Bohol’s Choice Cuts
By Loy M. Palapos
December 28, 2014
RUBEN BAUTISTA CAL
THE SELF-TAUGHT JOURNALIST
Finding oneself sometimes takes a lifetime. Many perish sans the realization of his purpose for existence. Others believe they have found their vocation and practice their professions until their twilight years, only to find out that what they have been obsessed with is contrary to what they want in life.
There are times when introspection and the resulting realization come too late. How many disciples of God have acknowledged too late that the vow of chastity is impossible to keep? That the vows of obedience and poverty can metamorphose into some other contradictions unavoidable and incomprehensible?
A devoted priest becoming a hard-core politician. A doctor becoming a nurse. A nurse finishing Law and becoming a judge. A teacher succeeding as a businessman, or a businessman wanting to enter a seminary. A poet ending up an alcoholic in search of his muse. A nun bearing a baby and can only seek comfort in the arms of her mother, after being ostracized. All those happen around us. Endless pursuits that lead nowhere.
Among the many who have no defined targets early in life, there are some who succeed in their Odyssey before the curtain falls. One such lucky man is Ruben Bautista Cal, now the Vice President of the internationally prestigious National Press Club of the Philippines (NPC).
He enrolled at Divine Word College (Holy Name University) and took up Bachelor of Science in Commerce, major in Accounting. He packed his bags and went to Manila, determined to be a success in the business world. Now, after decades of hits and misses, he is acknowledged as one of the best Journalists the Philippines has ever produced.
Ben was born in Tagbilaran City on November 11, 1945, when the Second World War started to fizzle down. His father, Pedro Cal of Loboc, Bohol, was a teacher. He finished BSEED at DWC and taught at Camiguin High School. He later stopped teaching and worked in the Provincial Treasurer’s Office of Bohol, until he retired in 1985.
His father was an accomplished pianist and, true to his vocation, wanted his son to follow his footstep and become a musician. It was, and still is, the trend among parents in the said municipality. At least as a ticket to get a free college education. But the son had other ideas.
His mother was Milagros Bautista of Dauis, Bohol. She concentrated her time as a housewife caring for six children of varying personalities. But at heart she had a literary gift which she nurtured incessantly. In the 1980’s she was the Social Editor of the Bohol Chronicle. Her father, Andres Bautista, introduced his children to the world of newscasts, at a moment when the primary source of news was the battery-operator radio. He required his children and grandchildren to hear all news and issues generated by the radio. It was not just a friendly persuasive he used as motivation. He conducted regular written tests to verify if his offsprings were updated with current events.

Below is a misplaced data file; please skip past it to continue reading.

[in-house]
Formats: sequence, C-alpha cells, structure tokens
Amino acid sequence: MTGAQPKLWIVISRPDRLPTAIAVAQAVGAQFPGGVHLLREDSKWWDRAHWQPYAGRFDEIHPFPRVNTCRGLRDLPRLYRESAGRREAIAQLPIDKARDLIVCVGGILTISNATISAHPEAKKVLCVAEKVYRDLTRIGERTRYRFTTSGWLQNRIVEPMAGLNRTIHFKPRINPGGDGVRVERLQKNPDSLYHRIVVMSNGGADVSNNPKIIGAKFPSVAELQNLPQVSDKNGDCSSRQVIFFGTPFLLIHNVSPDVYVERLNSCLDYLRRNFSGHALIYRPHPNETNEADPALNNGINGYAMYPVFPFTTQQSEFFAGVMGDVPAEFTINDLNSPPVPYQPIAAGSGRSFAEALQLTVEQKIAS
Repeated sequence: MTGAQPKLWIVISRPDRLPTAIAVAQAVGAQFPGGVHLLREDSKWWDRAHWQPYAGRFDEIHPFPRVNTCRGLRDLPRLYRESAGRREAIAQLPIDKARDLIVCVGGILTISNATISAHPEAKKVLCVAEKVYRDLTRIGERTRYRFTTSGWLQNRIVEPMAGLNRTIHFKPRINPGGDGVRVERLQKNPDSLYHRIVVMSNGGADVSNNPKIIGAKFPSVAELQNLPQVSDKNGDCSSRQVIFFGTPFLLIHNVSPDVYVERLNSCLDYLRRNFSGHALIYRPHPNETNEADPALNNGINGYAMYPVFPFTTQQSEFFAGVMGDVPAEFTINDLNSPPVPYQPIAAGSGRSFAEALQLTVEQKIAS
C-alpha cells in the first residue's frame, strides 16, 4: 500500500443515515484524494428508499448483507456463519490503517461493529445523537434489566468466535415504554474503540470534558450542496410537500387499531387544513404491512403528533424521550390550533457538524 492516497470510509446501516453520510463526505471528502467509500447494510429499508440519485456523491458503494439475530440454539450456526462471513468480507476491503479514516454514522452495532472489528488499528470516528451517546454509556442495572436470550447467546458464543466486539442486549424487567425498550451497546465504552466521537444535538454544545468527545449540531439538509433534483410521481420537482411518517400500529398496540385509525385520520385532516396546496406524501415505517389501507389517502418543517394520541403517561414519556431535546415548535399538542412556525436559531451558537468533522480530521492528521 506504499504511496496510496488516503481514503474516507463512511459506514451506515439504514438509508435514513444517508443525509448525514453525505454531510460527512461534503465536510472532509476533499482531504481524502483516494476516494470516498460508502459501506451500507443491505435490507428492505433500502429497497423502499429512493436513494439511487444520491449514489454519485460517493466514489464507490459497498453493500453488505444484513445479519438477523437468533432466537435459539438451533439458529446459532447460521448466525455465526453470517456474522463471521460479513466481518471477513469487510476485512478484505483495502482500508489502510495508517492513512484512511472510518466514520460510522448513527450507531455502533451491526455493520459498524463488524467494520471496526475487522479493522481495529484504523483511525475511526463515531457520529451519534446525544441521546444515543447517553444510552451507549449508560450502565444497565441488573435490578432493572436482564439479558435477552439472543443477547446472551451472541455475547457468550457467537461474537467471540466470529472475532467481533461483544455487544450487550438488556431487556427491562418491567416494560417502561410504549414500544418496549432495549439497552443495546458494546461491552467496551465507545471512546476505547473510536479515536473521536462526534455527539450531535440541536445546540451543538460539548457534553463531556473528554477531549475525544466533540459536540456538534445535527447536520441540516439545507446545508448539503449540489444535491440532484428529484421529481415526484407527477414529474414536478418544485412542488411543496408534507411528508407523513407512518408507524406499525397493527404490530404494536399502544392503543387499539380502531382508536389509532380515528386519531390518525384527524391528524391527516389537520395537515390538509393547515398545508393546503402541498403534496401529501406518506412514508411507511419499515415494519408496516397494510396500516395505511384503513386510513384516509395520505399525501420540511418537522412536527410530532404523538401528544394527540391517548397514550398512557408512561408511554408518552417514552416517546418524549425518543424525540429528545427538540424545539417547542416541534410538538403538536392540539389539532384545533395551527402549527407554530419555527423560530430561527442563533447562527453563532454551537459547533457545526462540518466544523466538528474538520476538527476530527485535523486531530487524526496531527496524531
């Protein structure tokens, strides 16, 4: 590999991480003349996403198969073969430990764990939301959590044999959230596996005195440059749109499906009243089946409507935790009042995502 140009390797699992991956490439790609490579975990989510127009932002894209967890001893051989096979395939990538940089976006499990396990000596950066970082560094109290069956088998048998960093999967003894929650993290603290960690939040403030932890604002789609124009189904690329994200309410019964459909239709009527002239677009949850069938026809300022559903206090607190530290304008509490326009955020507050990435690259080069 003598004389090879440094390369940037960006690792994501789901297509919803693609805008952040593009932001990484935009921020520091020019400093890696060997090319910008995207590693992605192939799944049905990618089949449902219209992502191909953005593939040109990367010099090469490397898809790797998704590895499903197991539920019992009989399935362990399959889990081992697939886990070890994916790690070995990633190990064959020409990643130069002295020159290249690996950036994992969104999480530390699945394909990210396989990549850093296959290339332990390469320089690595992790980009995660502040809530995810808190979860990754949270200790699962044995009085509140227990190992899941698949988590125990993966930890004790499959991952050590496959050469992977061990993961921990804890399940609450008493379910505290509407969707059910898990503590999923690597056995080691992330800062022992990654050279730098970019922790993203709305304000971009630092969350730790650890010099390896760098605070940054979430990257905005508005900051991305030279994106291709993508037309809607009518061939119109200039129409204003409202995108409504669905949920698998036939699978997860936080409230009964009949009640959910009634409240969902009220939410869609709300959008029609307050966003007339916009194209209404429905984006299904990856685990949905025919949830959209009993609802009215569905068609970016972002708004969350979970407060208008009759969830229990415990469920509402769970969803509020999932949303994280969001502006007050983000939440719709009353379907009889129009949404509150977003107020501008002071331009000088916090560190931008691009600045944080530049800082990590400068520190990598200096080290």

For Ben, there was really no hard choice to decide on. His mother’s affiliation with the Bohol Chronicle, paved the way to his becoming a newsboy, vending the local paper around town, especially to church goes after they attend Holy Mass on Sundays. To augment his meager income, he dabbled as a shoe-shine boy, and gathered and sold bottles in-between chores. This time, his addiction to radio newscast (originally required by his Lolo Andres) germinated in his subconscious the love of news and newswriting.
This affinity bought him to Atty. Zoilo “Jun” Dejaresco, Jr., the Father of Bohol Journalists. He was taken in as a newswriter. Wherever he was he had with him a hand-held radio, and even while walking he listened to national news, which he later transcribed for the Bohol Chronicle. Information Technology then was a bit backward. There were times when, in news broadcasts, the radio he had turned “static”. It was at this time when his mentor, Atty. Dejaresco and Ning Romea, noticed that Ben had the rare capability to digest a newscast in its context and, if there were lines he missed, he could make the necessary innovation to make the news complete. This was his first training in the very competitive world of journalism.
Thus, for more than four years he was the main Reporter and Proofreader of the Bohol Chronicle and Radio Station DYRD News Section. It was a hands-on, do-or-die training he had, not the kind of opportunity and privilege enjoyed by those who can afford well-established schools. He learned from his mistakes. He experimented while improving his craft. He was a self-taught Journalist.
After finishing BSC at Divine World College in 1969 he decided to try his luck in Metro Manila, not necessarily in the field of Journalism. He wanted a change in lifestyle… and venture into the world of business. Odd jobs came his way, which he grabbed to keep body-and-soul intact.